I'm asking the minister for copies of those reports. It's pretty simple: either there are or there aren't.
Now someone just whispered in my ear that they apparently were faxed to the office, and it appears as if we haven't had them. I thought it might be of some interest to the committee to read what the minister said in the House of Commons. I wouldn't quote the Globe and Mail if my life depended on it. I'm asking about reports that were tabled in the House of Commons—not what the Globe and Mail says, but whether reports were tabled, and if so, whether we can get them.
I'll leave it at that. The deputy minister will do the best he can, but obviously since they refer specifically to what we're talking about, it would be helpful if we had them.
Having said that, Deputy Minister, the reason you're there and you don't have your officials with you--and I want everybody to understand this, including the officials who are there—is that in your letter to me responding to the committee's request to hear certain people, and obviously, that request by the committee to hear certain people was declined by the department, you said, and I quote:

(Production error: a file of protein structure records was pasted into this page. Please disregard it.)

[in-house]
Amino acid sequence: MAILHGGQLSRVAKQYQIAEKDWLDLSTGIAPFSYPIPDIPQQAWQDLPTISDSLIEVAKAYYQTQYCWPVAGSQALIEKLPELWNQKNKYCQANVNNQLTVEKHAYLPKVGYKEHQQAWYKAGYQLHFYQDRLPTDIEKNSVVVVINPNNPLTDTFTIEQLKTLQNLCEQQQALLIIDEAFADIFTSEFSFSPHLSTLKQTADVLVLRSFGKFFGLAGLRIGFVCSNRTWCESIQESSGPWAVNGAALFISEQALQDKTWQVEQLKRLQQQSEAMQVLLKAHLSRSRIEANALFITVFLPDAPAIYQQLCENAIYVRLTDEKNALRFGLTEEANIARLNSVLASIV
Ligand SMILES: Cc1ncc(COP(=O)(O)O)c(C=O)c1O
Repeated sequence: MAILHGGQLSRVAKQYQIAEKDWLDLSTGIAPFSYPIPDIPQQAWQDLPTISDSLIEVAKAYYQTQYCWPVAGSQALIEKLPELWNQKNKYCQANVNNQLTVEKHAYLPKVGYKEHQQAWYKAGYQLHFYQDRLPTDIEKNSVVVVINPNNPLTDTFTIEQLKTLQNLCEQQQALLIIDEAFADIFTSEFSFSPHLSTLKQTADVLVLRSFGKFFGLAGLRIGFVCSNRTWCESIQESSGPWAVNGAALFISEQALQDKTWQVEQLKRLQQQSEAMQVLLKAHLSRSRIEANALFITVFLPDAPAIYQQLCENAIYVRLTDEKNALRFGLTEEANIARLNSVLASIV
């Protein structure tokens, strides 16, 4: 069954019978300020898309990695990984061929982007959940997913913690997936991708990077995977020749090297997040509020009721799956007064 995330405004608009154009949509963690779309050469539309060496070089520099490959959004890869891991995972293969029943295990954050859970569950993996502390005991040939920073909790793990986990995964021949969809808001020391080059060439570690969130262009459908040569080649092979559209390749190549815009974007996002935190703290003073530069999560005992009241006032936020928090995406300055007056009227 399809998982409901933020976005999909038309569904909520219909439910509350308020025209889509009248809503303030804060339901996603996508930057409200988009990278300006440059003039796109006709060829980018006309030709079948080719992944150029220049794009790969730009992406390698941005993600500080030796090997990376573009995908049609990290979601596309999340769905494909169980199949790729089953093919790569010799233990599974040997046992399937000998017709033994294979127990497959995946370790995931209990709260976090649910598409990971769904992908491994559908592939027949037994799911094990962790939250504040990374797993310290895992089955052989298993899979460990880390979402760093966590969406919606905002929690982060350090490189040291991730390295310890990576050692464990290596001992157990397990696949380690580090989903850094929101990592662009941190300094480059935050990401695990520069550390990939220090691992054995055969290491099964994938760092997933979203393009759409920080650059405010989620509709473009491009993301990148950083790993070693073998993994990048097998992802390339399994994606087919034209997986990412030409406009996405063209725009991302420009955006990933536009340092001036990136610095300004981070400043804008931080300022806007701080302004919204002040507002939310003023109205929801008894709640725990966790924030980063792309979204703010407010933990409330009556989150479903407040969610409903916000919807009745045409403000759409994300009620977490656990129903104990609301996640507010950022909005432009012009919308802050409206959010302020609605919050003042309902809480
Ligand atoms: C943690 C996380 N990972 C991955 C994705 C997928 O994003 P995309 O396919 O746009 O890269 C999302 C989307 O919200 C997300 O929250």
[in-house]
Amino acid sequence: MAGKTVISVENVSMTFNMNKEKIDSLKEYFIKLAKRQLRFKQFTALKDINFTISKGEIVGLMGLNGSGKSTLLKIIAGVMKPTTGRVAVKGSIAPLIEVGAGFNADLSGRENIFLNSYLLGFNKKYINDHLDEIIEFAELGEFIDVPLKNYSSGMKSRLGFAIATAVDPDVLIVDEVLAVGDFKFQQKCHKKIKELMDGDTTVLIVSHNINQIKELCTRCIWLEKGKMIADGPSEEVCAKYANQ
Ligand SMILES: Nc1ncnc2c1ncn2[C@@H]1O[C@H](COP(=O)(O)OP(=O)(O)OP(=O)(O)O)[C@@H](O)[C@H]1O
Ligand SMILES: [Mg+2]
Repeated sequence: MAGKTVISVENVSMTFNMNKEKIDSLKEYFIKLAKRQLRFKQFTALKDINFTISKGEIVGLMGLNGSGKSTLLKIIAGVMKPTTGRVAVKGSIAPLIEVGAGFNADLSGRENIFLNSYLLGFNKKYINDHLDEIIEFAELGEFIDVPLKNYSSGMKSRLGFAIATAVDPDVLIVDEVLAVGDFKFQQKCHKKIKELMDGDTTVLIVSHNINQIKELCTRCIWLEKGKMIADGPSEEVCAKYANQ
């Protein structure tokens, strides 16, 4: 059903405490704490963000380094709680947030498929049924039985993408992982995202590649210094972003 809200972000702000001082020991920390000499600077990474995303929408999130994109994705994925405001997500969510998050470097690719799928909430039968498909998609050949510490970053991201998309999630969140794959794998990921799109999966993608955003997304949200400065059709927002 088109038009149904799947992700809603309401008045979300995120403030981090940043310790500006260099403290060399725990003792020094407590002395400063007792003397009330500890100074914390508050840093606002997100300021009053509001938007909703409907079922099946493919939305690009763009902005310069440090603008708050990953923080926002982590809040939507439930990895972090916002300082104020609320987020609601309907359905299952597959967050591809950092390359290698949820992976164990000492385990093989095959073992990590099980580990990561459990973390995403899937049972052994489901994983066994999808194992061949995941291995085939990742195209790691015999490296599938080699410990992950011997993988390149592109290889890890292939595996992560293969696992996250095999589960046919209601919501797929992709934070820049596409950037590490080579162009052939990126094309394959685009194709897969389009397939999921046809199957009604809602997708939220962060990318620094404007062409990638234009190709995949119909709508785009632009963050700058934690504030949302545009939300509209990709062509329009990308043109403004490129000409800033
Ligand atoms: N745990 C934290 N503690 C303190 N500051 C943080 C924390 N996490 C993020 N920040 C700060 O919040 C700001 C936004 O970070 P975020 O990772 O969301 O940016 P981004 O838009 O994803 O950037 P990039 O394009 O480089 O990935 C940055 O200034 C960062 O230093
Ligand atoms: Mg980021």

After careful consideration, I have come to the conclusion that if the Committee wishes to hear from other officials of DFAIT, I would be best placed to appear. The officials whom you have asked to appear before you do not have delegated authority under the Act and are therefore not well placed to provide the Committee with insights into the administration of the Access to Information Act by DFAIT.
That's why you are here--because you said you were the person whom we should ask the questions of. That's why I've asked you to be here, and I guess the committee will test your statement as to whether or not you are in fact the person we want to hear from.
I should advise everybody that there is no guarantee that the committee will want to hear from anyone else, depending on what your answers are. However, given the way this thing has transpired, the committee had no choice but to summon the witnesses and have them available should it transpire that the committee is of the view that your answers are not sufficient.
But I don't want people to think there is an automatic presumption at this point, notwithstanding what's on the agenda, that we will hear from people. If we do hear from people, I don't want there to be an automatic presumption that some or all of that evidence will be in public.
Okay, we'll call the first round, which is for seven minutes. We'll go first with Mr. Dhaliwal suivi par Madame Lavallée.